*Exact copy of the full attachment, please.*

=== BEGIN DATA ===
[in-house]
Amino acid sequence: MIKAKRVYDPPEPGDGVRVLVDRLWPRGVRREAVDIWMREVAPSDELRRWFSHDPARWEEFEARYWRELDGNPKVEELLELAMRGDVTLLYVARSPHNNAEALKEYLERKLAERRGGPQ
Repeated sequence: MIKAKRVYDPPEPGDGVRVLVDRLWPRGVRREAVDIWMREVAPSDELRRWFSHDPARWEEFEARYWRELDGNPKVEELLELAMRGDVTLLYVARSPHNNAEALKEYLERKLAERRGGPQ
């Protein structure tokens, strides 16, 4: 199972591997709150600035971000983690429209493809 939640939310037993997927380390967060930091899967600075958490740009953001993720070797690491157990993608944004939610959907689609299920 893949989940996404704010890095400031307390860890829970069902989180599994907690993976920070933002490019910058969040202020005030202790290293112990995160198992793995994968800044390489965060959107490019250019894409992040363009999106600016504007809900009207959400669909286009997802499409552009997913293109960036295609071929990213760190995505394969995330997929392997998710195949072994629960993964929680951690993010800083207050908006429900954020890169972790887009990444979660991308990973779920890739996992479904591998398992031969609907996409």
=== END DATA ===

[in-house]
Amino acid sequence: MIKAKRVYDPPEPGDGVRVLVDRLWPRGVRREAVDIWMREVAPSDELRRWFSHDPARWEEFEARYWRELDGNPKVEELLELAMRGDVTLLYVARSPHNNAEALKEYLERKLAERRGGPQ
Repeated sequence: MIKAKRVYDPPEPGDGVRVLVDRLWPRGVRREAVDIWMREVAPSDELRRWFSHDPARWEEFEARYWRELDGNPKVEELLELAMRGDVTLLYVARSPHNNAEALKEYLERKLAERRGGPQ
């Protein structure tokens, strides 16, 4: 199972591997709150600035971000983690429209493809 939640939310037993997927380390967060930091899967600075958490740009953001993720070797690491157990993608944004939610959907689609299920 893949989940996404704010890095400031307390860890829970069902989180599994907690993976920070933002490019910058969040202020005030202790290293112990995160198992793995994968800044390489965060959107490019250019894409992040363009999106600016504007809900009207959400669909286009997802499409552009997913293109960036295609071929990213760190995505394969995330997929392997998710195949072994629960993964929680951690993010800083207050908006429900954020890169972790887009990444979660991308990973779920890739996992479904591998398992031969609907996409």